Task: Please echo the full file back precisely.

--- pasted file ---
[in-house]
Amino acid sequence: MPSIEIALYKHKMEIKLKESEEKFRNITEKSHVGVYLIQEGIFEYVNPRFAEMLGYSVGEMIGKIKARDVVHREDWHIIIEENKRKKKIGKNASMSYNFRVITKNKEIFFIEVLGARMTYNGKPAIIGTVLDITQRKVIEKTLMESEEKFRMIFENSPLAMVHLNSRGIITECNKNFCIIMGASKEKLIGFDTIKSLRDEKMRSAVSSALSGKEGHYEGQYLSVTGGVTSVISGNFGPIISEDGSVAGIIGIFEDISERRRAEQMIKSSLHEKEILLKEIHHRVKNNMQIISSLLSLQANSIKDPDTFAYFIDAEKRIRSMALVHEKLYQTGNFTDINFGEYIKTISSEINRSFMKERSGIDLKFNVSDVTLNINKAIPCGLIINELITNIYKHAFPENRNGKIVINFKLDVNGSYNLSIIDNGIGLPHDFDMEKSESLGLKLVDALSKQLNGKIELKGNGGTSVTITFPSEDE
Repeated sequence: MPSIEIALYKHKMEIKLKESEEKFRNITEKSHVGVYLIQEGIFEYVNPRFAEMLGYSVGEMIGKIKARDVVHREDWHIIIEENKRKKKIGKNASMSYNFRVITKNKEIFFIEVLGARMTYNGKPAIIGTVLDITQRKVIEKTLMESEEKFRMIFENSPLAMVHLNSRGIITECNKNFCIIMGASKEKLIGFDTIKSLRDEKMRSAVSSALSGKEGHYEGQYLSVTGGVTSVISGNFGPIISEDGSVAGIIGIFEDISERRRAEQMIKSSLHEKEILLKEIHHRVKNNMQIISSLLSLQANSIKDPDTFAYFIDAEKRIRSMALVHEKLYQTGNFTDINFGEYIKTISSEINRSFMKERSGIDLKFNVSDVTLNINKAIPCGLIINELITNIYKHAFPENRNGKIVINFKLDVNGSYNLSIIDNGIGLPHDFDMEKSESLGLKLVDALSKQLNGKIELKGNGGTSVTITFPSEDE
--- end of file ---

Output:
[in-house]
Amino acid sequence: MPSIEIALYKHKMEIKLKESEEKFRNITEKSHVGVYLIQEGIFEYVNPRFAEMLGYSVGEMIGKIKARDVVHREDWHIIIEENKRKKKIGKNASMSYNFRVITKNKEIFFIEVLGARMTYNGKPAIIGTVLDITQRKVIEKTLMESEEKFRMIFENSPLAMVHLNSRGIITECNKNFCIIMGASKEKLIGFDTIKSLRDEKMRSAVSSALSGKEGHYEGQYLSVTGGVTSVISGNFGPIISEDGSVAGIIGIFEDISERRRAEQMIKSSLHEKEILLKEIHHRVKNNMQIISSLLSLQANSIKDPDTFAYFIDAEKRIRSMALVHEKLYQTGNFTDINFGEYIKTISSEINRSFMKERSGIDLKFNVSDVTLNINKAIPCGLIINELITNIYKHAFPENRNGKIVINFKLDVNGSYNLSIIDNGIGLPHDFDMEKSESLGLKLVDALSKQLNGKIELKGNGGTSVTITFPSEDE
Repeated sequence: MPSIEIALYKHKMEIKLKESEEKFRNITEKSHVGVYLIQEGIFEYVNPRFAEMLGYSVGEMIGKIKARDVVHREDWHIIIEENKRKKKIGKNASMSYNFRVITKNKEIFFIEVLGARMTYNGKPAIIGTVLDITQRKVIEKTLMESEEKFRMIFENSPLAMVHLNSRGIITECNKNFCIIMGASKEKLIGFDTIKSLRDEKMRSAVSSALSGKEGHYEGQYLSVTGGVTSVISGNFGPIISEDGSVAGIIGIFEDISERRRAEQMIKSSLHEKEILLKEIHHRVKNNMQIISSLLSLQANSIKDPDTFAYFIDAEKRIRSMALVHEKLYQTGNFTDINFGEYIKTISSEINRSFMKERSGIDLKFNVSDVTLNINKAIPCGLIINELITNIYKHAFPENRNGKIVINFKLDVNGSYNLSIIDNGIGLPHDFDMEKSESLGLKLVDALSKQLNGKIELKGNGGTSVTITFPSEDE